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Am J Clin Nutr. 2018 Jul 1;108(1):108-116. doi: 10.1093/ajcn/nqy067.

Nutrient enrichment of human milk with human and bovine milk-based fortifiers for infants born weighing <1250 g: a randomized clinical trial.

Author information

1
Translational Medicine Program and Divisions of Neonatology and Diagnostic Imaging, The Hospital for Sick Children, Toronto, Canada.
2
Departments of Nutritional Sciences, Pediatrics, and Medical Imaging, Sunnybrook Research Institute, University of Toronto, Toronto, Canada.
3
Department of Pediatrics, Sinai Health System, Toronto, Canada.
4
Institute of Health Policy, Management and Evaluation, University of Toronto, Toronto, Canada.
5
Evaluative and Clinical Sciences, Sunnybrook Research Institute, University of Toronto, Toronto, Canada.
6
Translational Medicine Program and Divisions of Neonatology, The Hospital for Sick Children, Toronto, Canada.
7
Departments of Pediatrics and Medical Imaging, Sunnybrook Research Institute, University of Toronto, Toronto, Canada.
8
Trillium Health Partners, Mississauga, Canada.
9
St. Michael's Hospital and Li Ka Shing Knowledge Institute, Toronto, Canada.
10
Translational Medicine Program and Divisions of Diagnostic Imaging, The Hospital for Sick Children, Toronto, Canada.
11
Departments of Medical Imaging, Sunnybrook Research Institute, University of Toronto, Toronto, Canada.
12
Department of Pediatrics, William Osler Health System, Brampton, Canada.

Abstract

Background:

Human milk-based fortifiers (HMBFs) are being adopted in neonatal care to enrich the nutrients in human milk for very low birth weight (VLBW) infants despite being costly and there being limited efficacy data. No randomized clinical trial has evaluated the use of HMBF compared with bovine milk-based fortifiers (BMBFs) in the absence of formula feeding.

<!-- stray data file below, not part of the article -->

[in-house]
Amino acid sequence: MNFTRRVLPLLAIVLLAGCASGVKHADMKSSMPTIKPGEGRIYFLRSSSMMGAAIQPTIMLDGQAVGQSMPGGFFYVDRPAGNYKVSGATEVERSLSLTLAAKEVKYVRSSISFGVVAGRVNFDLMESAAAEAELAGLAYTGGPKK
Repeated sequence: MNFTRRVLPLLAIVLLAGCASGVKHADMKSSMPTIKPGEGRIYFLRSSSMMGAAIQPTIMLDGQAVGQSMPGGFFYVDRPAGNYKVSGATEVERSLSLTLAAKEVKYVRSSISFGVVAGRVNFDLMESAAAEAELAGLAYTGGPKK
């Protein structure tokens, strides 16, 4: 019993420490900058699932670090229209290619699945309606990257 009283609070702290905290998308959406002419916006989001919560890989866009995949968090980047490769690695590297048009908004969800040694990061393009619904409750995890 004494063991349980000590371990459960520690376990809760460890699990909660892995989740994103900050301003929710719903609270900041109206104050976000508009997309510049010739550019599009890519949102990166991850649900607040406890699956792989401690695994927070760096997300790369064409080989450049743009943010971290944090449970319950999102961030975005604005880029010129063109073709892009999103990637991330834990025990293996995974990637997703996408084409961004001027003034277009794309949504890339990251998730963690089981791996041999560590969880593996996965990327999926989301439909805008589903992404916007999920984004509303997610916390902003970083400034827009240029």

Objective:

To determine if HMBF compared with BMBF for routine nutrient enrichment of human milk improves feeding tolerance, reduces morbidity, reduces fecal calprotectin (a measure of gut inflammation), and supports the growth of infants <1250 g.

Design:

In this blinded randomized clinical trial, infants born weighing <1250 g were recruited from neonatal units in Ontario, Canada between August 2014 and November 2015. The infants were fed mother's milk and donor milk as required. Fortification commenced at 100 mL/kg per day of HMBF (0.81 kcal/mL) or BMBF (0.72 kcal/mL) and advanced at 140 mL/kg per day to 0.88 and 0.78 kcal/mL, respectively. The primary outcome was percentage of infants with a feeding interruption for ≥12 h or a >50% reduction in feeding volume. Secondary outcomes included a dichotomous mortality and morbidity index (i.e., affirmative for any one of death, late-onset sepsis, necrotizing enterocolitis, chronic lung disease, or severe retinopathy of prematurity), fecal calprotectin, and growth.

Results:

Of 232 eligible infants, 127 (54.7%) were randomized (n = 64 HMBF, n = 63 BMBF). Mean ± SD birth weight and gestational age of infants were 888 ± 201 g and 27.7 ± 2.5 wk, respectively. No statistically significant differences were identified in feeding interruptions [17/64 HMBF, 20/61 BMBF; unadjusted risk difference: -6.2% (95% CI: -22.2%, 9.8%)]. There was no statistically significant difference in the mortality and morbidity index (48.4% HMBF, 49.2% BMBF, adjusted P = 0.76), changes in fecal calprotectin, or growth z scores.

Conclusions:

Among infants born weighing <1250 g and exclusively fed human milk, the use of HMBF did not improve feeding tolerance or reduce mortality and morbidity compared with BMBF. This trial was registered at clinicaltrials.gov as NCT02137473.

PMID:
29878061
DOI:
10.1093/ajcn/nqy067
[Indexed for MEDLINE]

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